Integrating the Heating and Cooling of Your Home Integrating the Heating and Cooling of Your Home
Many conventional home heating and cooling appliances perform a single function, such as space heating or cooling (heat pumps supply both space heating and cooling), water heating, or ventilation. Appliances that perform two or more of these functions, however, are becoming more popular. There are many different types of integrated, or multi-function, appliances available that may offer one or more of the following features:
- Reduced equipment needs.
- Simplified installation.
- Lower purchase and installation cost.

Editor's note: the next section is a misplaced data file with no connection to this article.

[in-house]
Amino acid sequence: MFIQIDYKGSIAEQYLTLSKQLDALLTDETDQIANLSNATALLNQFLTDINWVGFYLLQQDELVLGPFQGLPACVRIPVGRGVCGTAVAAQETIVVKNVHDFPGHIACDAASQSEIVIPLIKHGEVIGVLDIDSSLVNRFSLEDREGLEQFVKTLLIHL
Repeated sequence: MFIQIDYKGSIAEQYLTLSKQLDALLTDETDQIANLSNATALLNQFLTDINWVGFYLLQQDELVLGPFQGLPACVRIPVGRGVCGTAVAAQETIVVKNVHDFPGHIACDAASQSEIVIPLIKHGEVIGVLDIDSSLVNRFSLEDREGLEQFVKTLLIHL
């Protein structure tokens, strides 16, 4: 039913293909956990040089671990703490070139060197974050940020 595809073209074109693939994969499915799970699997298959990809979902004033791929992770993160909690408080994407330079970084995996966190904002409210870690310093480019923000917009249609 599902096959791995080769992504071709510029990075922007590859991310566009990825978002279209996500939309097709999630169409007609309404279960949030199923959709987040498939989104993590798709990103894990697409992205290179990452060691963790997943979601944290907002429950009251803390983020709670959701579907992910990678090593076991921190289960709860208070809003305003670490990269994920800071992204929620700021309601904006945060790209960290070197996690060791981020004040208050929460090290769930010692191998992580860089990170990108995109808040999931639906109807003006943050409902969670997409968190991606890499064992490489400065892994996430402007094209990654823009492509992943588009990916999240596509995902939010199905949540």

- Compact size for the limited space of small homes, multiple-dwelling units, and apartments.
- A design that enables the individual components to work together to achieve overall higher efficiency, energy savings, and lower operating costs.
There are several different types of multi-function appliances available. The following is a description of some of those systems and their characteristics.
Combined Space and Domestic Hot Water Heating:
Tankless, combined hydronic (or steam) space heating and water heating systems have been available for years. These systems have a heat exchanger inside the boiler that heats domestic water. This eliminates the need for a conventional water heater. Although this type of system is inexpensive to buy and install, it is, however, more inefficient and expensive to operate than two separate appliances. This is because the boiler must operate continuously even during warm weather in order to heat the domestic water supply.